Repcillin – ASA breach ruling

Posted 01 June 2012

A breach complaint was laid against the Repcillin’s website, arguing that through the testimonials on its website, the respondent continued to make claims that give the impression that the product is effective for a range of skin conditions, and some contrary to the ASA regulations governing testimonials.

 The breach allegation was upheld, with no additional sanctions imposed on the respondent other than the immediate withdrawal of the offending material.  

  Repcillin / HA Steinman / 19382
  Ruling of the : ASA Directorate
  In the matter between:
  Dr Harris Steinman Complainant(s)/Appellant(s)
  Repcillin cc Respondent

31 May 2012

In Repcillin / H Steinman / 19382 (23 January 2012) the Directorate accepted the respondent’s voluntary undertaking to withdraw or amend its website advertising in a manner that addresses the concerns raised, the undertaking is accepted without considering the merits of the matter, on condition that the claims objected to were removed with immediate and permanent effect.

In addition to this, the Directorate drew the respondent’s attention to the fact that the undertaking would have to be effected on ALL advertising, irrespective of whether or not the complainant specifically referred to it. Finally, the respondent’s attention was also drawn to the provisions of Clause 4.1 of Section II (Substantiation).

The complainant specifically provided the following URL when lodging the complaint:

The claims complained of were:

“Indications: Repcillin Balm may be helpful in offering relief from itchy or painful skin conditions such as allergies, eczema, insect bites, sunburn, abrasions and skin infections. It may be helpful in preventing wrinkles”;

“MCC (Medical Control Council of South Africa) Registered”;

“Pharmacological classification: A34”;

“Other (Western Complementary Medicine)”;

“This product is safe for use in children”;

“Can be covered with a gauze or bandage to ensure full absorption”;

“Crocodile oil is obtained from licensed CITES registered farms and is registered with the Medical Control Council for medicinal use in South AFRICA”;

“Its use for beautifying the skin has been known since the days of Queen Cleopatra two thousand years ago”;

“Dermatitis eczema … is more prevalent in cities and places where there is low humidity”;

“Dark Circles under the eyes are more common especially with Indian people”.

The following disclaimers also appear:

“The reviews and testimonials on this site refer to Repcillin. We make no claims that Repcillin will have the same results when used by purchasers as circumstances are different for each client and out of our control. No clinical trials have been made”;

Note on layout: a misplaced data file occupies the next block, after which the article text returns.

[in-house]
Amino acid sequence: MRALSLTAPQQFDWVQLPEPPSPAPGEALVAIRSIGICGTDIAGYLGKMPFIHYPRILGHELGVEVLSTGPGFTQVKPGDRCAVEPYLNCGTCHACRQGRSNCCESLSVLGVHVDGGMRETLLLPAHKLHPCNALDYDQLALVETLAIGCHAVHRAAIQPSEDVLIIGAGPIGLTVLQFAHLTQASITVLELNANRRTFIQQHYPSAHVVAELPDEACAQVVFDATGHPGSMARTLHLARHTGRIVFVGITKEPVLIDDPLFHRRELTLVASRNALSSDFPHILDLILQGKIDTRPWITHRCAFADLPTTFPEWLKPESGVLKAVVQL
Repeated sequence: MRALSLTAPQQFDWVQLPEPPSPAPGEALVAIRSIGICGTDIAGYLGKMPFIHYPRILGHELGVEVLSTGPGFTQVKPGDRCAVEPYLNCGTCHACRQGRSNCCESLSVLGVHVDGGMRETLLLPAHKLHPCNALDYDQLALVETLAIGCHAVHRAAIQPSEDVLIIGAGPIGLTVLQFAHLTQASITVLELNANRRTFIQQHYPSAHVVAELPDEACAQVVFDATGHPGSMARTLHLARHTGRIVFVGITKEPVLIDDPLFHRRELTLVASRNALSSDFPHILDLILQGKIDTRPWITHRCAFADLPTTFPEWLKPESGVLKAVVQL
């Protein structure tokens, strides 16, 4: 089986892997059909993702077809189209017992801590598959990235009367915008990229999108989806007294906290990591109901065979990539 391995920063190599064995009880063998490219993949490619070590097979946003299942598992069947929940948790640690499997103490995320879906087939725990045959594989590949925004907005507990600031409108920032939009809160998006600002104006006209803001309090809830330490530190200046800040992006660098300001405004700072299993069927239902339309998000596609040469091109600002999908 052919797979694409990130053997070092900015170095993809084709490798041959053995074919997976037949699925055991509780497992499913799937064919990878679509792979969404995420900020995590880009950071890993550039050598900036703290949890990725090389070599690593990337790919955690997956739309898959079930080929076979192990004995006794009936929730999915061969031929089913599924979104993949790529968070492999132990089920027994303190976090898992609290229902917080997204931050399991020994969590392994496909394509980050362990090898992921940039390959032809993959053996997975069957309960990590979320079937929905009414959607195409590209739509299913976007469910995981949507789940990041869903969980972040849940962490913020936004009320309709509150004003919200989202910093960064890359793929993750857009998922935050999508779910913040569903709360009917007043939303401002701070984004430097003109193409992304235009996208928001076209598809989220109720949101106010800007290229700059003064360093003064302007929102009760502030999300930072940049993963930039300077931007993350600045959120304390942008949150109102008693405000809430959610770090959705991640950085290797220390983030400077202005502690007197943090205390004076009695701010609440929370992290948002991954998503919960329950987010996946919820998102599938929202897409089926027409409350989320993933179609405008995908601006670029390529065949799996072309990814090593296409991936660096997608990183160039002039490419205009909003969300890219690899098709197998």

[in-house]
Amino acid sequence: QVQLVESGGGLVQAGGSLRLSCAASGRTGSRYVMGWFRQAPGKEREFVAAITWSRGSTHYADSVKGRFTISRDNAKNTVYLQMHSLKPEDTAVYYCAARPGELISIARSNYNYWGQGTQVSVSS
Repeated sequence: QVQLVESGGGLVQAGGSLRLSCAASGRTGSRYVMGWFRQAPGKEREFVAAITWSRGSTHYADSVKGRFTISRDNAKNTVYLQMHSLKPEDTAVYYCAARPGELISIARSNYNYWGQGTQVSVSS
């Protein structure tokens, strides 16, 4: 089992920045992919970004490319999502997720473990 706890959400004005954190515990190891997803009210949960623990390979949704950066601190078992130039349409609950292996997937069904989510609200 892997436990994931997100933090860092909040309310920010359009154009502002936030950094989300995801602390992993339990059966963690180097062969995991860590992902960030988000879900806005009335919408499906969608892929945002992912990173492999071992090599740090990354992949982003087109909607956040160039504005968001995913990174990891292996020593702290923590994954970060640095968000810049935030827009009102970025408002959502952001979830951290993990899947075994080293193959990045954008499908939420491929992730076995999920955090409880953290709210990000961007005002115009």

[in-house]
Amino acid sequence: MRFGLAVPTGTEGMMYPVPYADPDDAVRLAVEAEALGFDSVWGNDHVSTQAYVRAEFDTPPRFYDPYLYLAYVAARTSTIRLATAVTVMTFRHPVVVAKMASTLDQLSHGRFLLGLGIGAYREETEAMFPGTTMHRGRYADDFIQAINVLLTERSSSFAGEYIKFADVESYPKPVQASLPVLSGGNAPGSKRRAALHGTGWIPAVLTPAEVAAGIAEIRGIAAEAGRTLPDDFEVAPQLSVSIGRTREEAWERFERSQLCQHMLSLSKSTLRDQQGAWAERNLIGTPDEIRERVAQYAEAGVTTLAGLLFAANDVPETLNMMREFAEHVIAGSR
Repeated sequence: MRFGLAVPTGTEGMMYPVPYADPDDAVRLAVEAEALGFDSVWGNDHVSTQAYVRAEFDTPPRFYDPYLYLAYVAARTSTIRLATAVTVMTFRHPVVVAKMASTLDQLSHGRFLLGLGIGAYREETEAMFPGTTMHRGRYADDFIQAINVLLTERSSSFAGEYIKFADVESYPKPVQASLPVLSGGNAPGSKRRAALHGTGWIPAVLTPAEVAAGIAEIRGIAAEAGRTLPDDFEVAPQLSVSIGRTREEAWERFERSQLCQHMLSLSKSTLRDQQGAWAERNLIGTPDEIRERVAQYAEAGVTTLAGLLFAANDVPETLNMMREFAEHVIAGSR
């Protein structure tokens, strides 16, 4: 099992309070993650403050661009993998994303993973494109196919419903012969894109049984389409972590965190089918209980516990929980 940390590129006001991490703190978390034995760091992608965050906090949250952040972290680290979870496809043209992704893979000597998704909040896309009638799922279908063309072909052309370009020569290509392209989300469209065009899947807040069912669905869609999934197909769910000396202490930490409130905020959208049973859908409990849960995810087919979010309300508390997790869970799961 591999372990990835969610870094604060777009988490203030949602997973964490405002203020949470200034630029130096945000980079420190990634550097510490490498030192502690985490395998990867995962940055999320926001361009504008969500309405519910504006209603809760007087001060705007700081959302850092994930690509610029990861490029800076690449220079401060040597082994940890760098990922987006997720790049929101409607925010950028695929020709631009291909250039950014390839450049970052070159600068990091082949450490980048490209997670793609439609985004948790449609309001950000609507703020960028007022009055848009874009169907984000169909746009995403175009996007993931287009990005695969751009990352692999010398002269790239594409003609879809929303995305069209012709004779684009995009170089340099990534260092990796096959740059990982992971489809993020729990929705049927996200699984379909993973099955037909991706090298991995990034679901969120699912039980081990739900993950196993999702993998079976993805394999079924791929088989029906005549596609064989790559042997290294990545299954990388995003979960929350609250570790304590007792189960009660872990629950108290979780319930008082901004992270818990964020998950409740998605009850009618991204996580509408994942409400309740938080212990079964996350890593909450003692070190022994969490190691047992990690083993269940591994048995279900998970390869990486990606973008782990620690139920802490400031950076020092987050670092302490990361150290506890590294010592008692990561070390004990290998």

“Although Repcillin has healed many skin problems, we make no claims about its healing properties whatsoever”.

ON 9 May 2012 Dr Steinman lodged a breach complaint against the respondent’s website, The complainant provided the following URL link,


It was submitted, through the testimonials on its website, the respondent continued to make claims that give the impression that the product is effective for a range of skin conditions, and some contrary to the ASA regulations governing testimonials.

The video clip titled “How Wendy cured eczema on her infant” as well as another claim on the same page “I had tried many things but nothing had helped. After a few days using your product the hole was closing over! That is a miracle to me” are anecdotal, and may, in fact, be pure coincidence. However, these are presented as “proof” of the efficacy of the product.

The complainant added some of the links used to add credence to the product either have no relationship with the respondent, or are displayed in a manner that creates a misleading impression (an example of an article from the Weekend Post titled “Crocodile balm ready to cure the world’s ills” was provided and the complainant argued that this implies that the respondent’s product has the ability to cure.

In light of the breach allegation, the Directorate considered Clause 15 of the Procedural Guide (Enforcement of rulings) was considered relevant.

The respondent submitted, inter alia, that it has amended its packaging and packaging insert as previously agreed.

The website, was withdrawn completely from the internet in January, and only recently re-instated after being modified to meet with the Directorate ruling.

It has also since withdrawn the testimonials complained of in Dr Steinman’s subsequent letter.

The respondent further argued that the newspaper articles to which Dr Steinman referred to, were unsolicited editorials, not advertorials and it had no control over the content of the articles.

Finally, it submitted that the website,, is registered to and administered by a UK Ltd company and questioned whether it fell under South African ASA jurisdiction.

The ASA Directorate considered all the relevant documentation submitted by the respective parties.

The respondent questioned whether or not the ASA has jurisdiction over the website material at issue.